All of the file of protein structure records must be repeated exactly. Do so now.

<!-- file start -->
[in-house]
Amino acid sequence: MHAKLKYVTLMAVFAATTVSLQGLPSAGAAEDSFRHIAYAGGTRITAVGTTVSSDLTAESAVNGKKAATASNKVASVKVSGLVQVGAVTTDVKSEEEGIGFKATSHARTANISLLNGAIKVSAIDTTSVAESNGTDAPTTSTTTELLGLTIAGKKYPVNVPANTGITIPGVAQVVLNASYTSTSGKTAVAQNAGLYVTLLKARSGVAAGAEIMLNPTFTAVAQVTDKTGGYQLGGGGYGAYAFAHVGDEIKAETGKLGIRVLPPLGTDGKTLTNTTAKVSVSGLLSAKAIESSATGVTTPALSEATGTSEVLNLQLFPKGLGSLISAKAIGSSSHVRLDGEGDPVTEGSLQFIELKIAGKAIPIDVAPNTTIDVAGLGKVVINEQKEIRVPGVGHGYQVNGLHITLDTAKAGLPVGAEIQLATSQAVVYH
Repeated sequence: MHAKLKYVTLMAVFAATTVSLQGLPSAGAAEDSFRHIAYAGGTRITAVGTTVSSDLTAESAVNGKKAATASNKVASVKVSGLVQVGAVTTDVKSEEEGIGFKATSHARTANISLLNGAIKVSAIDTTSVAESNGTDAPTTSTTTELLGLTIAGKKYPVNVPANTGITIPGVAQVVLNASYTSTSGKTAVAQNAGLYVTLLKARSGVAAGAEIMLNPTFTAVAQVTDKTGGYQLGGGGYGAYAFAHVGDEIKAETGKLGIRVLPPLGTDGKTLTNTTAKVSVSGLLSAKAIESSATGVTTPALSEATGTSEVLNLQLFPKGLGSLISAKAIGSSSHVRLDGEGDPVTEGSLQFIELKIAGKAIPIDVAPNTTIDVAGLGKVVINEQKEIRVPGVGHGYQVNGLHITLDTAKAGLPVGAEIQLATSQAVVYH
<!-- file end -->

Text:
[in-house]
Amino acid sequence: MHAKLKYVTLMAVFAATTVSLQGLPSAGAAEDSFRHIAYAGGTRITAVGTTVSSDLTAESAVNGKKAATASNKVASVKVSGLVQVGAVTTDVKSEEEGIGFKATSHARTANISLLNGAIKVSAIDTTSVAESNGTDAPTTSTTTELLGLTIAGKKYPVNVPANTGITIPGVAQVVLNASYTSTSGKTAVAQNAGLYVTLLKARSGVAAGAEIMLNPTFTAVAQVTDKTGGYQLGGGGYGAYAFAHVGDEIKAETGKLGIRVLPPLGTDGKTLTNTTAKVSVSGLLSAKAIESSATGVTTPALSEATGTSEVLNLQLFPKGLGSLISAKAIGSSSHVRLDGEGDPVTEGSLQFIELKIAGKAIPIDVAPNTTIDVAGLGKVVINEQKEIRVPGVGHGYQVNGLHITLDTAKAGLPVGAEIQLATSQAVVYH
Repeated sequence: MHAKLKYVTLMAVFAATTVSLQGLPSAGAAEDSFRHIAYAGGTRITAVGTTVSSDLTAESAVNGKKAATASNKVASVKVSGLVQVGAVTTDVKSEEEGIGFKATSHARTANISLLNGAIKVSAIDTTSVAESNGTDAPTTSTTTELLGLTIAGKKYPVNVPANTGITIPGVAQVVLNASYTSTSGKTAVAQNAGLYVTLLKARSGVAAGAEIMLNPTFTAVAQVTDKTGGYQLGGGGYGAYAFAHVGDEIKAETGKLGIRVLPPLGTDGKTLTNTTAKVSVSGLLSAKAIESSATGVTTPALSEATGTSEVLNLQLFPKGLGSLISAKAIGSSSHVRLDGEGDPVTEGSLQFIELKIAGKAIPIDVAPNTTIDVAGLGKVVINEQKEIRVPGVGHGYQVNGLHITLDTAKAGLPVGAEIQLATSQAVVYH